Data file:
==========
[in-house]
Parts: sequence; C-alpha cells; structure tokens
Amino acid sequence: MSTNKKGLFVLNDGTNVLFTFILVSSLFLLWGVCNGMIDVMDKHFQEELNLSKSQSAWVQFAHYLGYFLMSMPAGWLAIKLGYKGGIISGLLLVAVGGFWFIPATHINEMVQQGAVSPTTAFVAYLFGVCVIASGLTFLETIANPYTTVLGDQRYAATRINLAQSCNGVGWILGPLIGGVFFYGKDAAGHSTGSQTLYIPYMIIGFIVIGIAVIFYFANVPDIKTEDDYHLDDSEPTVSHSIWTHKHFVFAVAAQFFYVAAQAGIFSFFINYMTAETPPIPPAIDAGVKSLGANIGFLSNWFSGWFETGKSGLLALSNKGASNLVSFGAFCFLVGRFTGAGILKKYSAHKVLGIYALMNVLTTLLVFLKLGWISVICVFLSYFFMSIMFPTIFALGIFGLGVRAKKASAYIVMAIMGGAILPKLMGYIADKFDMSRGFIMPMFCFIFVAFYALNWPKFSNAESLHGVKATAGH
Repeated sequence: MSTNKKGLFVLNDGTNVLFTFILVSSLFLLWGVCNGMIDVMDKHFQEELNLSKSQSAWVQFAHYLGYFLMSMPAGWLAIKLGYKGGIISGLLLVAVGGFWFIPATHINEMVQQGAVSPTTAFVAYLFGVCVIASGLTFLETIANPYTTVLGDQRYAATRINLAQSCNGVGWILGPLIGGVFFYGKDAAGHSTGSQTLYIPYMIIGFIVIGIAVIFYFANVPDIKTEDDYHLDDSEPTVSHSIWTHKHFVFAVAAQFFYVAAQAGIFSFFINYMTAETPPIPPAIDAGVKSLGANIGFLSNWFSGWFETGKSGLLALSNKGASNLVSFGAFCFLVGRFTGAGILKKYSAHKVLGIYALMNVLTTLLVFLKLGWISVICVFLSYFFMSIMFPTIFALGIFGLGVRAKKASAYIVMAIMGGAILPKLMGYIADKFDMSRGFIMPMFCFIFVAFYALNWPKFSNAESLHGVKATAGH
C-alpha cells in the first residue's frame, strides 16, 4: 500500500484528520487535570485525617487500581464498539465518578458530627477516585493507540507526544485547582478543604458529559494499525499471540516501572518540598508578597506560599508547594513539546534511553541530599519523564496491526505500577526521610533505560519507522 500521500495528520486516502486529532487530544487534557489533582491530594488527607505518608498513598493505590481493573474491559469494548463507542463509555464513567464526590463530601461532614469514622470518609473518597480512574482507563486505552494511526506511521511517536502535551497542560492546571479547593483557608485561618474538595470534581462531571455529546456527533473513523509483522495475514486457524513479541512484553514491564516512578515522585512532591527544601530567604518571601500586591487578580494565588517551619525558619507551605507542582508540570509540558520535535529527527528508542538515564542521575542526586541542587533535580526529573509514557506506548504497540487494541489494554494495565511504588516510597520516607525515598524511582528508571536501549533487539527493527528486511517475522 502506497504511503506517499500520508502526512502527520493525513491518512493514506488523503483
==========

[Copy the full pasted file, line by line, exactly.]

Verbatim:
[in-house]
Parts: sequence; C-alpha cells; structure tokens
Amino acid sequence: MSTNKKGLFVLNDGTNVLFTFILVSSLFLLWGVCNGMIDVMDKHFQEELNLSKSQSAWVQFAHYLGYFLMSMPAGWLAIKLGYKGGIISGLLLVAVGGFWFIPATHINEMVQQGAVSPTTAFVAYLFGVCVIASGLTFLETIANPYTTVLGDQRYAATRINLAQSCNGVGWILGPLIGGVFFYGKDAAGHSTGSQTLYIPYMIIGFIVIGIAVIFYFANVPDIKTEDDYHLDDSEPTVSHSIWTHKHFVFAVAAQFFYVAAQAGIFSFFINYMTAETPPIPPAIDAGVKSLGANIGFLSNWFSGWFETGKSGLLALSNKGASNLVSFGAFCFLVGRFTGAGILKKYSAHKVLGIYALMNVLTTLLVFLKLGWISVICVFLSYFFMSIMFPTIFALGIFGLGVRAKKASAYIVMAIMGGAILPKLMGYIADKFDMSRGFIMPMFCFIFVAFYALNWPKFSNAESLHGVKATAGH
Repeated sequence: MSTNKKGLFVLNDGTNVLFTFILVSSLFLLWGVCNGMIDVMDKHFQEELNLSKSQSAWVQFAHYLGYFLMSMPAGWLAIKLGYKGGIISGLLLVAVGGFWFIPATHINEMVQQGAVSPTTAFVAYLFGVCVIASGLTFLETIANPYTTVLGDQRYAATRINLAQSCNGVGWILGPLIGGVFFYGKDAAGHSTGSQTLYIPYMIIGFIVIGIAVIFYFANVPDIKTEDDYHLDDSEPTVSHSIWTHKHFVFAVAAQFFYVAAQAGIFSFFINYMTAETPPIPPAIDAGVKSLGANIGFLSNWFSGWFETGKSGLLALSNKGASNLVSFGAFCFLVGRFTGAGILKKYSAHKVLGIYALMNVLTTLLVFLKLGWISVICVFLSYFFMSIMFPTIFALGIFGLGVRAKKASAYIVMAIMGGAILPKLMGYIADKFDMSRGFIMPMFCFIFVAFYALNWPKFSNAESLHGVKATAGH
C-alpha cells in the first residue's frame, strides 16, 4: 500500500484528520487535570485525617487500581464498539465518578458530627477516585493507540507526544485547582478543604458529559494499525499471540516501572518540598508578597506560599508547594513539546534511553541530599519523564496491526505500577526521610533505560519507522 500521500495528520486516502486529532487530544487534557489533582491530594488527607505518608498513598493505590481493573474491559469494548463507542463509555464513567464526590463530601461532614469514622470518609473518597480512574482507563486505552494511526506511521511517536502535551497542560492546571479547593483557608485561618474538595470534581462531571455529546456527533473513523509483522495475514486457524513479541512484553514491564516512578515522585512532591527544601530567604518571601500586591487578580494565588517551619525558619507551605507542582508540570509540558520535535529527527528508542538515564542521575542526586541542587533535580526529573509514557506506548504497540487494541489494554494495565511504588516510597520516607525515598524511582528508571536501549533487539527493527528486511517475522 502506497504511503506517499500520508502526512502527520493525513491518512493514506488523503483